The expression of stress-related genes in the hippocampus and amygdala was measured in adult offspring from predator odor exposed dams and controls. In the hippocampus, there was a significant interaction between maternal predator odor condition and offspring sex for BDNF expression (F(1,20) = 7.70, P = 0.01). Female offspring showed greater expression of BDNF compared to male offspring (F(1,20) = 9.58, P < 0.01), an effect due to significantly greater BDNF among control female offspring compared to female offspring from predator odor-exposed dams (P = 0.03; Figure 5A). There were no differences in the expression of CRHR1 in the hippocampus. In the amygdala, offspring from predator odor-exposed dams showed higher levels of expression of CRHR1 compared to control offspring (F(1,20) = 6.29, P = 0.02), and CRHR1 expression levels varied as a function of maternal predator odor condition and offspring sex (F(1,20) = 9.49, P < 0.01, maternal predator odor exposure × sex interaction; Figure 5B). Female offspring from predator odor-exposed dams showed higher expression of CRHR1 compared to female control offspring (P = 0.01). Overall, levels of predator-odor induced CORT (60 min time point, Figure 4) were positively correlated with the expression of CRHR1 in the amygdala (R2 = 0.25, P = 0.01). There were no differences in the expression of BDNF in the amygdala. The expression of the other stress-related genes examined, GR, MR, FKBP5, CRH, and CRHR2, did not differ in the hippocampus or amygdala of offspring as a function of maternal predator odor exposure or offspring sex.
Figure 5. Prenatal exposure to predator odor leads to differences in transcript abundance in the hippocampus and amygdala of the adult offspring. C, control; PO, offspring of predator odor exposed dams. Respectively, hippocampal and amygdala BDNF (A) and CRHR1 (B) transcript relative abundance corrected using YWHAZ transcript level. Data are average ± SEM. Bars, *P ≤ 0.05, main effect of maternal predator odor exposure; *P ≤ 0.05, post hoc comparison within sex.
DNA Methylation Analysis of Bdnf Exon IV in Adult Female Offspring
Due to the observed difference in BDNF expression in the hippocampus of female offspring from predator odor-exposed dams compared to controls and previous reports of altered epigenetic regulation of Bdnf exon IV as a function of early life environmental factors (Lubin et al., 2008; Roth et al., 2009), we examined DNA methylation levels in Bdnf exon IV in the hippocampus of adult female offspring (Figure 6A). Overall, levels of DNA methylation in female offspring differed significantly across CpG sites within Bdnf exon IV (F(3,21) = 6.47, P = 0.003). In particular, CpG site 3 showed significantly lower methylation in female offspring of predator odor-exposed dams compared to controls (t(10) = 4.09, P = 0.004; Figure 6B). Furthermore, hippocampal BDNF expression was positively correlated with hippocampal Bdnf exon IV CpG3 methylation level in females (R2 = 0.46, P = 0.03; Figure 6C). Methylation levels of other CpG sites within the exon did not differ significantly as a function of the mother’s odor exposure or vary in relation to BDNF expression (P’s > 0.05).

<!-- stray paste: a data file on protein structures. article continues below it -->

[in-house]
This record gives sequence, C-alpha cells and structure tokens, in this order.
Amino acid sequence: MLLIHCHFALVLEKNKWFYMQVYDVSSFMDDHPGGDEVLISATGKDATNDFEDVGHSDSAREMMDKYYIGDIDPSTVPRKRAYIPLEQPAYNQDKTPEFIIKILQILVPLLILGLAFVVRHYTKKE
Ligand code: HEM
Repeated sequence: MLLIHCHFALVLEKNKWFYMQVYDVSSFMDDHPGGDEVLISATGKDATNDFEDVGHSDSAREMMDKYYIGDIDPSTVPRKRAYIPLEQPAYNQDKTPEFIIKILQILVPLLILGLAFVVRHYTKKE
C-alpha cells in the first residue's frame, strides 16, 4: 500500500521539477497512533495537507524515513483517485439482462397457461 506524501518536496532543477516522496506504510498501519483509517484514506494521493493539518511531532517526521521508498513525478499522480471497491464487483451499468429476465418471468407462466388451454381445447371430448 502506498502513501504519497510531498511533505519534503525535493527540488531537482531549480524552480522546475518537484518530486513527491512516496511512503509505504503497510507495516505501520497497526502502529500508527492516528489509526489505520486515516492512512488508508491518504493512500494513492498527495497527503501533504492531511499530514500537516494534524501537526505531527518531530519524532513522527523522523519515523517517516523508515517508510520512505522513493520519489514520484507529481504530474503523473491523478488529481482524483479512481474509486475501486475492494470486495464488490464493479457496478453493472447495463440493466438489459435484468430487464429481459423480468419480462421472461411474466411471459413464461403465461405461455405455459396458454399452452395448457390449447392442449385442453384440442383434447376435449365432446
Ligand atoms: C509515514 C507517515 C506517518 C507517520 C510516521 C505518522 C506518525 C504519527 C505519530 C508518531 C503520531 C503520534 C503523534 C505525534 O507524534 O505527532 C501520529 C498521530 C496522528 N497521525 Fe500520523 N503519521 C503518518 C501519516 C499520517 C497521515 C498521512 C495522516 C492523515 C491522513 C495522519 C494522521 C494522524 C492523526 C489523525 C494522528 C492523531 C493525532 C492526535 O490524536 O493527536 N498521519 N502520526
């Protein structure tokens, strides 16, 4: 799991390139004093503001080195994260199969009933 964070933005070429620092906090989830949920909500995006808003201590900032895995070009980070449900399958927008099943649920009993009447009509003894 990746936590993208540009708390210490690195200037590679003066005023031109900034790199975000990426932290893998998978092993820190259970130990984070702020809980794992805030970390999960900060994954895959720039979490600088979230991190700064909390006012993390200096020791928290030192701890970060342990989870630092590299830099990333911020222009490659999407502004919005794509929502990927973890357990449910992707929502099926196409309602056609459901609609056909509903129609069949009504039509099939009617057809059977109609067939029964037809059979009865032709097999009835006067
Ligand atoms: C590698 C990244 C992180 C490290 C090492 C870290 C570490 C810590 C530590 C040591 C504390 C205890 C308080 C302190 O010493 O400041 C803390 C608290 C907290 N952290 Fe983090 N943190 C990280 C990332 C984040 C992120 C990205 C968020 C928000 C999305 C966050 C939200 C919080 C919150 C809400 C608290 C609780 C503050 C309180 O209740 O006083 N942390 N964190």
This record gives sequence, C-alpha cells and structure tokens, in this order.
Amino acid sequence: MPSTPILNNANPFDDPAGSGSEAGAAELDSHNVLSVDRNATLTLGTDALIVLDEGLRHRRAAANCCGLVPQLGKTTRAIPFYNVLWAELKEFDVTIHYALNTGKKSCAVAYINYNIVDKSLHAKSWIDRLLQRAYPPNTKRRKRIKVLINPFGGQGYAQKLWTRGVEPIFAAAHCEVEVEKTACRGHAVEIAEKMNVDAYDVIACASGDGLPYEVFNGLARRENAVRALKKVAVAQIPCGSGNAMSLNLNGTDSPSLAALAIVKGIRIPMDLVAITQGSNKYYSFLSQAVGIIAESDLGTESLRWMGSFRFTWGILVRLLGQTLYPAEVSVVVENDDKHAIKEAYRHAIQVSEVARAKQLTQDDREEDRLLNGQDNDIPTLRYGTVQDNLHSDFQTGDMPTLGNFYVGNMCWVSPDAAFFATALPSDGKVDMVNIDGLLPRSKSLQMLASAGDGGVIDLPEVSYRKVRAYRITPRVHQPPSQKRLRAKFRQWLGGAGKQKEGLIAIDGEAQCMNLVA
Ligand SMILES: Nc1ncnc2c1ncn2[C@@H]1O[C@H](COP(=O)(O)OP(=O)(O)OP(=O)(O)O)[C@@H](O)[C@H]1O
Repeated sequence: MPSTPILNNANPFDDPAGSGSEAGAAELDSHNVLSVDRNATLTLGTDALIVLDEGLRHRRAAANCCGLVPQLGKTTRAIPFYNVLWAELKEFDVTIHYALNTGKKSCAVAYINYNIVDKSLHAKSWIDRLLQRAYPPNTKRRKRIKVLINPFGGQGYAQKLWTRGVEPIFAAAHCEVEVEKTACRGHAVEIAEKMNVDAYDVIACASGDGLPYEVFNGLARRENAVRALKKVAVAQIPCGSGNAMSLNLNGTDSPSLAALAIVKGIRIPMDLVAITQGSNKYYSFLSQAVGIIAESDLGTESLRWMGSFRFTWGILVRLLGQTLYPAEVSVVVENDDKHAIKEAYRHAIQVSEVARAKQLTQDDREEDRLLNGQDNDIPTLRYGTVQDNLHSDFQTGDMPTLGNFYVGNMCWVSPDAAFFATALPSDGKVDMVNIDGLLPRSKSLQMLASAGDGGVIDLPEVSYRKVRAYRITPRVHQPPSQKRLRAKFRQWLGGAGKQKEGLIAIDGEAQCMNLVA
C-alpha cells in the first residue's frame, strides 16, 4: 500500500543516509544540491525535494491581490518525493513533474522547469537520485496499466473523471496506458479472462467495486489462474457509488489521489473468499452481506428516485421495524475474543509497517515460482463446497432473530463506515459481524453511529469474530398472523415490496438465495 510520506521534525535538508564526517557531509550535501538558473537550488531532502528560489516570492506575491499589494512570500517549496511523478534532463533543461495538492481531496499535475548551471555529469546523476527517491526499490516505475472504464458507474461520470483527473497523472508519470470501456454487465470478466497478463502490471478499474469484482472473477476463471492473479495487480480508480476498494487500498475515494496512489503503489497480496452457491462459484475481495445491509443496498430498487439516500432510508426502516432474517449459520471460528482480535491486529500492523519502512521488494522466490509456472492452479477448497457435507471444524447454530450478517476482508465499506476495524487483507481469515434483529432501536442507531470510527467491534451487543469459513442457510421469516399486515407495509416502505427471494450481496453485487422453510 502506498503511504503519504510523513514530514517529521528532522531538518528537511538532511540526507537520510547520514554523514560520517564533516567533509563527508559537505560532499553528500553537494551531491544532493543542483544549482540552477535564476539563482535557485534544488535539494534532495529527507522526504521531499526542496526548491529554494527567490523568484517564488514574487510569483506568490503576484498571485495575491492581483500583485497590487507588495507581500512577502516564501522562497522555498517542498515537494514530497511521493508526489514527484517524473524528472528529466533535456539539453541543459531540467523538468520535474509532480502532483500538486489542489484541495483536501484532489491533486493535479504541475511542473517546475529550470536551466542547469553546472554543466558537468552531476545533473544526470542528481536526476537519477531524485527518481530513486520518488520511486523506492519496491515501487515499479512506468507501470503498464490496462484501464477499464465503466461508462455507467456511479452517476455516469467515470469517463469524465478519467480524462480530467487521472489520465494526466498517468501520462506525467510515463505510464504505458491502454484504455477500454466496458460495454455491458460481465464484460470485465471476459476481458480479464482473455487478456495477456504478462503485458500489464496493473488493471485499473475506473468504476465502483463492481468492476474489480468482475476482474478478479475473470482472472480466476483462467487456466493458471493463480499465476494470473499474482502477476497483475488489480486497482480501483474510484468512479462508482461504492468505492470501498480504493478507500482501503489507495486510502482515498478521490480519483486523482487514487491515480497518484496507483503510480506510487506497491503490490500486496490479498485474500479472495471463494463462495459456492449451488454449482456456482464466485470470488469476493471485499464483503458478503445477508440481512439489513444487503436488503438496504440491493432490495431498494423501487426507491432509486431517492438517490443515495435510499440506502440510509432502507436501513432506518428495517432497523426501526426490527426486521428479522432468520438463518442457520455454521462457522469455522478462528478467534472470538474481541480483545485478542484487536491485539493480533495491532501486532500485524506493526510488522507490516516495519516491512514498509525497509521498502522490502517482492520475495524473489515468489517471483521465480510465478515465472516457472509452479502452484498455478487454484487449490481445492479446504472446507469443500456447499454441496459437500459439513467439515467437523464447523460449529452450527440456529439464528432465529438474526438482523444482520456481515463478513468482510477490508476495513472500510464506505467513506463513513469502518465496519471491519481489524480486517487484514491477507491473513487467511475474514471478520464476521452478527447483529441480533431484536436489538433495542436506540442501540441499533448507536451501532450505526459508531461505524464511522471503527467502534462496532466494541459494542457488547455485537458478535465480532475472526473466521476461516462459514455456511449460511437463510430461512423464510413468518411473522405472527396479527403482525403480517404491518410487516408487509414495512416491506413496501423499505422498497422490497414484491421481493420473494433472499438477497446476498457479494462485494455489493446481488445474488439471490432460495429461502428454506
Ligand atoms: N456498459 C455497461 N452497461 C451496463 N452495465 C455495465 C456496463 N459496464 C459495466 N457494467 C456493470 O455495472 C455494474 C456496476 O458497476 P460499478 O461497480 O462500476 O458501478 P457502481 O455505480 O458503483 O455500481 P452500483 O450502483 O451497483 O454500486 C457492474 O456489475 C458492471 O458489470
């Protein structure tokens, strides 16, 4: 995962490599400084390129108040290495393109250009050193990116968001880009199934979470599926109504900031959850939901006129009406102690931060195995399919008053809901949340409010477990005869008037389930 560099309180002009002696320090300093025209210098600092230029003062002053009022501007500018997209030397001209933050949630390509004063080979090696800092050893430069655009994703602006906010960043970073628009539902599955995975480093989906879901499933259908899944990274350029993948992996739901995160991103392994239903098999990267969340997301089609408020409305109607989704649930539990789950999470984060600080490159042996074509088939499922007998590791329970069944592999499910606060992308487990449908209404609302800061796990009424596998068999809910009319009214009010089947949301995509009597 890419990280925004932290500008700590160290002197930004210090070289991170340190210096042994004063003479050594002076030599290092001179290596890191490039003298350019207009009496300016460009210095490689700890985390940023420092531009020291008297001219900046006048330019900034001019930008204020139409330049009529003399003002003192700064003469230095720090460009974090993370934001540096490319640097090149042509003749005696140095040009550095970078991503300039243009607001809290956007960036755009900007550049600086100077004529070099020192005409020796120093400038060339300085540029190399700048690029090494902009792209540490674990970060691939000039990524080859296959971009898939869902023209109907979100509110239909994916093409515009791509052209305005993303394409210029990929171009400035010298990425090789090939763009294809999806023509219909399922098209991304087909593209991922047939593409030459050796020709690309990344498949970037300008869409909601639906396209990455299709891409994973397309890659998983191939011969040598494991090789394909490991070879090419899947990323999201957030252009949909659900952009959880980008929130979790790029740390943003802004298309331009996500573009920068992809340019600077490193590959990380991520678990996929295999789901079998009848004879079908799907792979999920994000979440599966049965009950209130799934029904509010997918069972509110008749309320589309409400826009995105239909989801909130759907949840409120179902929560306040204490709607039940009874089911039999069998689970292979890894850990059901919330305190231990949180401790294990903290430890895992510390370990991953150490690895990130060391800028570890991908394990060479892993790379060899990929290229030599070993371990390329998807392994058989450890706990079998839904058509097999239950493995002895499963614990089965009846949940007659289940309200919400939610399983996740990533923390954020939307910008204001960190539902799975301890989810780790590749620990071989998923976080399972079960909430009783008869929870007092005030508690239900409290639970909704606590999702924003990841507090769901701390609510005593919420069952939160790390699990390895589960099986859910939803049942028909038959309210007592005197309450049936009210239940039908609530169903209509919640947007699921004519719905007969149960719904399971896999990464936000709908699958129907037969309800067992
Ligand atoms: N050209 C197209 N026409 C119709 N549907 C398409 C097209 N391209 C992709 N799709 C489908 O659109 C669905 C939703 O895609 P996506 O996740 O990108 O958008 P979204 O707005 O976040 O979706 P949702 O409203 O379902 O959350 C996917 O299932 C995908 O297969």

Figure 6. DNA methyation level of the Bdnf exon IV in the hippocampus of female offspring of predator odor exposed (PO) and control (C) dams. (A) Region sequenced with transcription initiation site (bent arrow) and CpG sites. (B) DNA methylation level (%) of the 4 sequenced CpG sites. (C) Correlation between the hippocampal BDNF expression and the hippocampal Bdnf exon IV CpG3 methylation level (%) (P = 0.03). Data are average ± SEM. *P ≤ 0.05, effect of maternal predator odor.
Exposure to predator threat plays a profound role in shaping ecosystems and communities (Love et al., 2013). In this study, we examined the stress-related phenotype in offspring from dams exposed to predator odor during the last half of pregnancy. Our hypotheses were that predator odor exposure would be linked to decreased body weight growth, increased anti-predator behaviors, heightened stress reactivity and altered neural gene regulation in key structures in the limbic system (hippocampus and amygdala) in adult offspring. We explored the possibility that alterations in offspring phenotypes may associate with differences in maternal care provided by their mothers within the first week of life. Offspring showed a sex-specific modulation of phenotype in response to maternal predator odor exposure. The expression of several stress-related genes was altered as a function of maternal predator odor exposure, with Bdnf showing site-specific epigenetic differences associated with transcriptional regulation of the Bdnf gene and maternal predator odor exposure.